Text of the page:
During my years in college, I have realized that the typical student of academia reads primarily because of their new found dedication to their professor, and for good reason. I mean, let’s face it, in a world surrounded by treacherous deadlines and lectures aimed at creating masochists, you do what you can in hopes that you’ll be able to at least manage the basic level of understanding short of drooling in class due to over-stimulation. With my new discovery of this pleasant phenomenon, I have brilliantly created two categories of reading—intellectual stimulating and pleasure stimulating. With this realization, I began to recognize that the world of academia focuses primarily on intellectually stimulating reading. Thus, the common response is a forceful neglect of pleasure stimulating reading. As a result, I have begun to ask myself: what is the purpose of “reading for pleasure?” I mean, it’s not like I’m going to ever write an academic essay titled, Challenging Social Normalcy: A Social Commentary as Presented by Buzzfeed, 30 Rock, and Twilight. So, what is the point of “reading for pleasure?”
While “reading for pleasure” is typically associated with feelings of mindlessness and viewed as catering to the lowest common denominator, who’s to say you can’t learn something valuable from pleasure stimulating activities? After all, it’s not like we have sex for the sole purpose of pregnancy. So, why are we all so Puritan when it comes to reading? A world full of mentally rigorous activity allots little time for pleasure. However, I think that if we begin to approach reading for pleasure as another medium of learning, it will become much easier to activate reading as a pleasure stimulant without being overwhelmed with guilt.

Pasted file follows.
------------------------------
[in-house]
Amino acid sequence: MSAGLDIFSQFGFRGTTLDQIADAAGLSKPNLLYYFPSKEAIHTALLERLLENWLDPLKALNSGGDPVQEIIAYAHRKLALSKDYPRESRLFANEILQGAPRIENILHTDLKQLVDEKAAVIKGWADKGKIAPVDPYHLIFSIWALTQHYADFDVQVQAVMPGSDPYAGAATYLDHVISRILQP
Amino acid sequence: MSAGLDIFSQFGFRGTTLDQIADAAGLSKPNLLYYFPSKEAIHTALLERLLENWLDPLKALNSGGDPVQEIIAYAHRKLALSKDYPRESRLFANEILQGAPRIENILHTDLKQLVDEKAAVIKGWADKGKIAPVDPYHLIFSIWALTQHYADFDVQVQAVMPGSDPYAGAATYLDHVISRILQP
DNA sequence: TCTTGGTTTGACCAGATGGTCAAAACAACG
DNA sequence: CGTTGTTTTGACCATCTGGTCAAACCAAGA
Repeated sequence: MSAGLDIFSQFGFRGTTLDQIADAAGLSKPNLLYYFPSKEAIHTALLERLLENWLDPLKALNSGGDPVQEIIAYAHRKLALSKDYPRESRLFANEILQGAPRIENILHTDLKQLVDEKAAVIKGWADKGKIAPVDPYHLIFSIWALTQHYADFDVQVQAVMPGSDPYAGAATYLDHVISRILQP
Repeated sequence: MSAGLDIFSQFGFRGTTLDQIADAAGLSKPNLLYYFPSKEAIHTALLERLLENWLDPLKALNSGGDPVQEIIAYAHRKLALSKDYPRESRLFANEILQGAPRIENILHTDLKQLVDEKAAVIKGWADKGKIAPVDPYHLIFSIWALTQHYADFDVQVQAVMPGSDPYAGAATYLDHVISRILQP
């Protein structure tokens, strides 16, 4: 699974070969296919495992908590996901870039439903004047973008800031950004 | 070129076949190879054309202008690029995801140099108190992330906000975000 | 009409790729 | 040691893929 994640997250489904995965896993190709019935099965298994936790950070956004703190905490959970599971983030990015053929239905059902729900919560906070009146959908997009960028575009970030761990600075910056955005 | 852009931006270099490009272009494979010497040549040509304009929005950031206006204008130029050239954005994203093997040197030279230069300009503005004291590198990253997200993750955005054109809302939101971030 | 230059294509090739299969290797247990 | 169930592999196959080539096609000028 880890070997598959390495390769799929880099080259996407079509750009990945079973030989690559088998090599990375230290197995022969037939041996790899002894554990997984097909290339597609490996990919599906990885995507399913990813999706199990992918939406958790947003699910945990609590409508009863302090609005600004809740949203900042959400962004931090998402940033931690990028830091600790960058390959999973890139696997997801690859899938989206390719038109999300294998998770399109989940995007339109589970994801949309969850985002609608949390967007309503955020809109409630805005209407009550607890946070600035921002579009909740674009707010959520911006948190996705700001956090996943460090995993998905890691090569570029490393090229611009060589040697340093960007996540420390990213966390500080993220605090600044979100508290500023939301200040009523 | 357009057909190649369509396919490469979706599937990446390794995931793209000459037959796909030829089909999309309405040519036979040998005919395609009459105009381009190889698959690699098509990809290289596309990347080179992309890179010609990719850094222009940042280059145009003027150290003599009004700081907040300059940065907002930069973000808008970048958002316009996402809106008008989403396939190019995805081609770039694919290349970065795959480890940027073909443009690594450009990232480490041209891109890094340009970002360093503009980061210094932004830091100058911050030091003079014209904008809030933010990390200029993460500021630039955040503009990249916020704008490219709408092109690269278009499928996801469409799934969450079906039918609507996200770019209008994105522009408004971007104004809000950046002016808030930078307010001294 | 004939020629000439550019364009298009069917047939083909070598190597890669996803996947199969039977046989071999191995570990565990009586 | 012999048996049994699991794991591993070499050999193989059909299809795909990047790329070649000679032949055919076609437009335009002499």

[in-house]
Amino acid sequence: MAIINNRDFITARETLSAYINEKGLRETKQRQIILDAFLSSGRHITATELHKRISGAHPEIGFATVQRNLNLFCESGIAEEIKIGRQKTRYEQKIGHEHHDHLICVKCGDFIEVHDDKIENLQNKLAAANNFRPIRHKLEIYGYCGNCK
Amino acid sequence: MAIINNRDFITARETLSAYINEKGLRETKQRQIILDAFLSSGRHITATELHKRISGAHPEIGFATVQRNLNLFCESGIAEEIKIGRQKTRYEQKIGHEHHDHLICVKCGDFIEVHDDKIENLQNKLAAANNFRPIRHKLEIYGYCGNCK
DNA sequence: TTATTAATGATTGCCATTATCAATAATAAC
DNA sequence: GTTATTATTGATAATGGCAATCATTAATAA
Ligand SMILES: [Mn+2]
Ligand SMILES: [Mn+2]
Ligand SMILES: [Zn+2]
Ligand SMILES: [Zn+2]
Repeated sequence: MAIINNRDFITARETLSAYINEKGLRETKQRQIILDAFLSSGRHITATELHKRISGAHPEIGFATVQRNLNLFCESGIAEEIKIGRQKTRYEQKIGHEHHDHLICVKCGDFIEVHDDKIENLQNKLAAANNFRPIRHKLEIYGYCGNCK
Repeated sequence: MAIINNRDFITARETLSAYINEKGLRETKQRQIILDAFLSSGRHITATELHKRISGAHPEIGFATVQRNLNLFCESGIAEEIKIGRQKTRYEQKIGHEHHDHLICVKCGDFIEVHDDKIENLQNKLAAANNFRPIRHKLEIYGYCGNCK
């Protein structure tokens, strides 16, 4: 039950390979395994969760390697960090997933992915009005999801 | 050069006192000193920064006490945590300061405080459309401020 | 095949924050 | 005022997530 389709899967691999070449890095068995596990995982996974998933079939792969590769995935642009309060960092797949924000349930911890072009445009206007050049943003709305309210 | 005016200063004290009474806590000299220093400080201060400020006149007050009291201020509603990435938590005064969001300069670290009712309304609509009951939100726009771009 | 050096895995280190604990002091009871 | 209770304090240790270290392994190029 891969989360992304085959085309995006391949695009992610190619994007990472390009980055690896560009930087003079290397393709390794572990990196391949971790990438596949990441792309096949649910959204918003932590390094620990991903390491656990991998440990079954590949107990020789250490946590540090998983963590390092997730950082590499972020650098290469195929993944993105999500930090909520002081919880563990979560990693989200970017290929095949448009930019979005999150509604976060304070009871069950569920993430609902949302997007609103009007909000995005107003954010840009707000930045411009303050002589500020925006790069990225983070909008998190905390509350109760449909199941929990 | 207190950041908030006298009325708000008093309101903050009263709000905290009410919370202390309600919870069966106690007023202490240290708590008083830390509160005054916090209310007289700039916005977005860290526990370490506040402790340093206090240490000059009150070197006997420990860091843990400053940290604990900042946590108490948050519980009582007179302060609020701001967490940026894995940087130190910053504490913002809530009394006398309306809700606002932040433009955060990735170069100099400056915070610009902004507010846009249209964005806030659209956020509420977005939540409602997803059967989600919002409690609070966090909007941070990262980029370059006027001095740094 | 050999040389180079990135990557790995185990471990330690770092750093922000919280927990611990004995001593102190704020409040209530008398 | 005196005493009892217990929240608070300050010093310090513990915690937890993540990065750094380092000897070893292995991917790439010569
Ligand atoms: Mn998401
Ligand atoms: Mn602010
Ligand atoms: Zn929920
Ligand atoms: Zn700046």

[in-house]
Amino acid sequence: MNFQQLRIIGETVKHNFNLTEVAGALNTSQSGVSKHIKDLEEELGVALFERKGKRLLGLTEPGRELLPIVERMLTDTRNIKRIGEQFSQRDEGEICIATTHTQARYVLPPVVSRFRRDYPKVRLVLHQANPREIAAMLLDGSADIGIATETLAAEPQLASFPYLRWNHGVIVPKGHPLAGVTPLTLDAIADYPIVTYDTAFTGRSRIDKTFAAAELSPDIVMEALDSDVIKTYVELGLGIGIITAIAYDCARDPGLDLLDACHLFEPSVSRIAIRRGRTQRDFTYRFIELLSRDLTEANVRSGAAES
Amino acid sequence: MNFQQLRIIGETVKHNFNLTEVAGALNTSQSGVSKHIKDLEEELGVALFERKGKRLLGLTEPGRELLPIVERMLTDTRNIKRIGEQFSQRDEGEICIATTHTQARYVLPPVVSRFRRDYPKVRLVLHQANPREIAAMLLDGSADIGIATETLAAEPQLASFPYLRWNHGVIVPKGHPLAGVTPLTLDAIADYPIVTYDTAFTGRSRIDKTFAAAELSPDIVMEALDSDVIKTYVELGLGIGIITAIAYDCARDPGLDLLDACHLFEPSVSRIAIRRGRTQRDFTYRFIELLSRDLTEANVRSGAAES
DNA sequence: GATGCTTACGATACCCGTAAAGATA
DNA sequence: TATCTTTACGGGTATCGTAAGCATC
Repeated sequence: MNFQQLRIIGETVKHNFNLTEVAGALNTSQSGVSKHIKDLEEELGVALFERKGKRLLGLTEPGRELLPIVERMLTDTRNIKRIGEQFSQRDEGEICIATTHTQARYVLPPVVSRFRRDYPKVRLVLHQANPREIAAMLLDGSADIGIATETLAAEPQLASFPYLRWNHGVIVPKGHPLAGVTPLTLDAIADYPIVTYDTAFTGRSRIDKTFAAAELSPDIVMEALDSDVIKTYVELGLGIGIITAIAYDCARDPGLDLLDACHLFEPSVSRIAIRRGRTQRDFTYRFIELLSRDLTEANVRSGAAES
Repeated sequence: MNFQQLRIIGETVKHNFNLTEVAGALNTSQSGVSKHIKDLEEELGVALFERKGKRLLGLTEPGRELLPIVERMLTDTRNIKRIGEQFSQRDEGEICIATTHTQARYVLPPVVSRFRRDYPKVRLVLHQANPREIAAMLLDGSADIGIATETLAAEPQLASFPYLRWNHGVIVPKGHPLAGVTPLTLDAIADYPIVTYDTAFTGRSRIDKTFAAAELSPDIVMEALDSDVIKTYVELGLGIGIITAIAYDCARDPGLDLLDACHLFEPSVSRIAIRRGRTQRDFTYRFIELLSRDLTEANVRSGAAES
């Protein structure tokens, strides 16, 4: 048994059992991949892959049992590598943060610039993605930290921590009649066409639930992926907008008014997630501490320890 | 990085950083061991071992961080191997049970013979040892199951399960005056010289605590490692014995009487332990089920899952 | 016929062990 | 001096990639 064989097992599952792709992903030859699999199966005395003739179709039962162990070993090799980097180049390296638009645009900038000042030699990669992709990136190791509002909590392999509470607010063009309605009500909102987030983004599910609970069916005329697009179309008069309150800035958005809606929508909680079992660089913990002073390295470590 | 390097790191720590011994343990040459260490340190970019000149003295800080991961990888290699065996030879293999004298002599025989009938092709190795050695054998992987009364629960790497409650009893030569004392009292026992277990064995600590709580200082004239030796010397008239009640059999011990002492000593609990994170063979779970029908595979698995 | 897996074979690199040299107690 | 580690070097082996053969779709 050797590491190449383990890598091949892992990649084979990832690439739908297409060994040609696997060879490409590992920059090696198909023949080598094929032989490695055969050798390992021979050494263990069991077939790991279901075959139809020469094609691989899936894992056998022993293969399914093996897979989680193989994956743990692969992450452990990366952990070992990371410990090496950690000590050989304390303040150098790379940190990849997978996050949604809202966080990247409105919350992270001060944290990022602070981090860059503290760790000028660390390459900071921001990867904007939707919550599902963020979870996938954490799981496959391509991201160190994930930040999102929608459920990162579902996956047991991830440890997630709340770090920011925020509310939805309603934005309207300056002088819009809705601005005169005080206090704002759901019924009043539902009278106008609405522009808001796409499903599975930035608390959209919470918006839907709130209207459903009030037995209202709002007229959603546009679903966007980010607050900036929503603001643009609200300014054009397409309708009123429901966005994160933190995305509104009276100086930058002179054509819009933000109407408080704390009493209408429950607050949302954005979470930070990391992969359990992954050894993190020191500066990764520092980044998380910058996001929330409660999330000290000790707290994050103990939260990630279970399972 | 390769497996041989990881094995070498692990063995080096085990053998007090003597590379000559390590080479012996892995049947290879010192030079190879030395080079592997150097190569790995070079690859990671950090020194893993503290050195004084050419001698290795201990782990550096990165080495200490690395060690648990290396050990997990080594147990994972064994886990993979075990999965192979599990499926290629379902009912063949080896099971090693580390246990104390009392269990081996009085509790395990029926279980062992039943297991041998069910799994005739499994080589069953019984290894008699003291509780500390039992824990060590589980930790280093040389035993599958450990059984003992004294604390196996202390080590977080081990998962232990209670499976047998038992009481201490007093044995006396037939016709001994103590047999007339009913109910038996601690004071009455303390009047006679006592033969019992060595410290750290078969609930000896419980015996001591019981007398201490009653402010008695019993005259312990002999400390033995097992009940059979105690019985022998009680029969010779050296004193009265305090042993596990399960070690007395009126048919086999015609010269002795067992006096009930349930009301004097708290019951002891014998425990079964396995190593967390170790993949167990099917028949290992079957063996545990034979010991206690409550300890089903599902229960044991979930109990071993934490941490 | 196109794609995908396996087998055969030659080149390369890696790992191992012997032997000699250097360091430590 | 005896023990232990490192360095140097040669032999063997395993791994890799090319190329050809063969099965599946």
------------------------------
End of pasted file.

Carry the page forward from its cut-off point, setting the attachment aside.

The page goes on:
Comedians, although hilarious, also offer incredible insight into society. In my mind, comedy is way of ridiculing society’s flaws. Thus, comedy is only funny when we recognize that it is doing just this. A yo-momma joke can only have so much effect if you are completely obliviously to the issue that the joke is addressing. A perfect example of this idea is in Chelsea Handler’s book My Horizontal Life: A Collection of One-Night Stands where she mentions, “I was in a tailspin of confusion I hadn’t experienced since the first time I heard George W. Bush speak.” For me, an expression such as this would not serve as comedy, and fail to be humorous, if we did not understand the complexities of the Bush administration. Much like: Yo-momma so old her breast milk looks like powder, would fail to be funny if we didn’t understand the aging process of women or the social role of women as life creators. So, I think that the answer to the questions raised above can be concluded in one simple response: intellectual stimulation can result from pleasure stimulation. It just requires a new perspective of a given text that may not be so readily apparent. But, viewing things black and white just becomes boring, which is one thing academia reveals to us all.